MCLA Adds Bachelor of Science In Public Health and Community Education

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NORTH ADAMS, Mass. — With a name change officially approved by state and College governance, MCLA's former bachelor of science in community health education will now become a bachelor of science in public health and community health education.  
 "This change better reflects the content of our program, which is already aligned with many other institutions' public health programs," said Professor of Biology Justin Golub, who chairs the department.  
Students in this program acquire the tools to be effective educators and advocates through the study of social theories, biological basis of disease and the analysis and implementation of policies and communications strategies that influence the health status of individuals, communities, states and the nation. Public health majors go on to attend medical school, earn graduate degrees in epidemiology, and shape health policy at the state and local level. Taking the Community Health Education Certification Exam allows students to go on to careers in community health programming, including work at hospitals, nonprofits, school settings, and in the field of disease prevention.   
"The program prepares students to continue on in public health and community health graduate programs, and careers.  Students that complete the major are still prepared and eligible to sit the Community Health Education Certification exam," said Assistant Professor of Biology Nicole Porther, who coordinates MCLA's public health and community health education program.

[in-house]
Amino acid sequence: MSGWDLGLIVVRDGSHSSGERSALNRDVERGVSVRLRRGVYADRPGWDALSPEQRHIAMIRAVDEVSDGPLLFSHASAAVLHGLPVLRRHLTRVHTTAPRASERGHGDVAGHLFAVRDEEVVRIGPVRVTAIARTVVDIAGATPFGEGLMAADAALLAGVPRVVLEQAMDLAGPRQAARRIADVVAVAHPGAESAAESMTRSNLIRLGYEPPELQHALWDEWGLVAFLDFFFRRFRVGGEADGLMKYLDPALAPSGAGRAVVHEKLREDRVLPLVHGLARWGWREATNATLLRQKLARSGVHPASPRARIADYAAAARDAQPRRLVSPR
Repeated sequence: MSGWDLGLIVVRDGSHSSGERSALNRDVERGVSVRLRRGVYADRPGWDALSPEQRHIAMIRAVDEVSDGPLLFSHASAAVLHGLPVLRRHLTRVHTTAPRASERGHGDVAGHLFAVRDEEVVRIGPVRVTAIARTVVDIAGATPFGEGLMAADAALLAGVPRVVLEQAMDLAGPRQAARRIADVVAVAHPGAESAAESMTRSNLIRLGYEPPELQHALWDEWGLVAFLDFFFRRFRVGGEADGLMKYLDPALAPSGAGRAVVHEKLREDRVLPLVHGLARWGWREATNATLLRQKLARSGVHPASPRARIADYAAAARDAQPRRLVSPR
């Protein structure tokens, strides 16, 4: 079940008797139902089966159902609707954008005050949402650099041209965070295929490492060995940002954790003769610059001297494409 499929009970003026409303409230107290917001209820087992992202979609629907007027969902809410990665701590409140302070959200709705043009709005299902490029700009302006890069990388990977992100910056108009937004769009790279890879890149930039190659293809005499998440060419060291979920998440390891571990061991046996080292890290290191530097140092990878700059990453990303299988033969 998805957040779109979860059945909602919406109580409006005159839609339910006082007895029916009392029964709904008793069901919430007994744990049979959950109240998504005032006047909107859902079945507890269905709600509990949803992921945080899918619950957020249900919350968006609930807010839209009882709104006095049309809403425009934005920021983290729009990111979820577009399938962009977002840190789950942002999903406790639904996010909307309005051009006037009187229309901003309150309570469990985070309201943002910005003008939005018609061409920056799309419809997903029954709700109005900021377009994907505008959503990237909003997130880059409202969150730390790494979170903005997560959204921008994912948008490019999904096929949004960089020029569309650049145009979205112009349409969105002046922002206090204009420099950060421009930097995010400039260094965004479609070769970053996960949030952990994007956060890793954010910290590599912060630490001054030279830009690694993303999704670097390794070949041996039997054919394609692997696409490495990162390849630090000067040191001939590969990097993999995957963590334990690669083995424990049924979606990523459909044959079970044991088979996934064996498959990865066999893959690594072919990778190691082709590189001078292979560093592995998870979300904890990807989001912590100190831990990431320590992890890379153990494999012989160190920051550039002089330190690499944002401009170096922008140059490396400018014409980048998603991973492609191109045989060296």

Porther said the discussion on the name change began in early 2020, prior to the COVID-19 pandemic. 
"We already teach a lot of the foundational concepts of public health in our classes, and community health is a subsection of public health," she said. "The change reflects that we're offering a comprehensive and holistic program in public health. We had a great foundation; the name needed to reflect that."  

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North Adams Vaccine Clinic Passes 16,000 Doses Given

By Tammy DanielsiBerkshires Staff
NORTH ADAMS, Mass. — More than 16,000 doses of COVID-19 vaccine have been administered through the Northern Berkshire vaccine clinic.
Board of Health Chairman John Meaney, who as general manager of Northern Berkshire EMS has been part of the group operating the clinic, said it wasn't clear how many North Adams residents that included. 
As of last week, more than 5,000 residents in North Adams and Clarksburg had received at least one dose. The state tracks inoculations by ZIP code, which the city and town share, and may also include the town of Florida. The Berkshire Vaccine Collaborative is open to any Massachusetts residents and those who work or attend school here but reside in other states.
The clinic has been able to administer double the number of doses when it first opened, with more than 1,500 per clinic last week. But the number is dependent on the doses the collaborative gets from the state.
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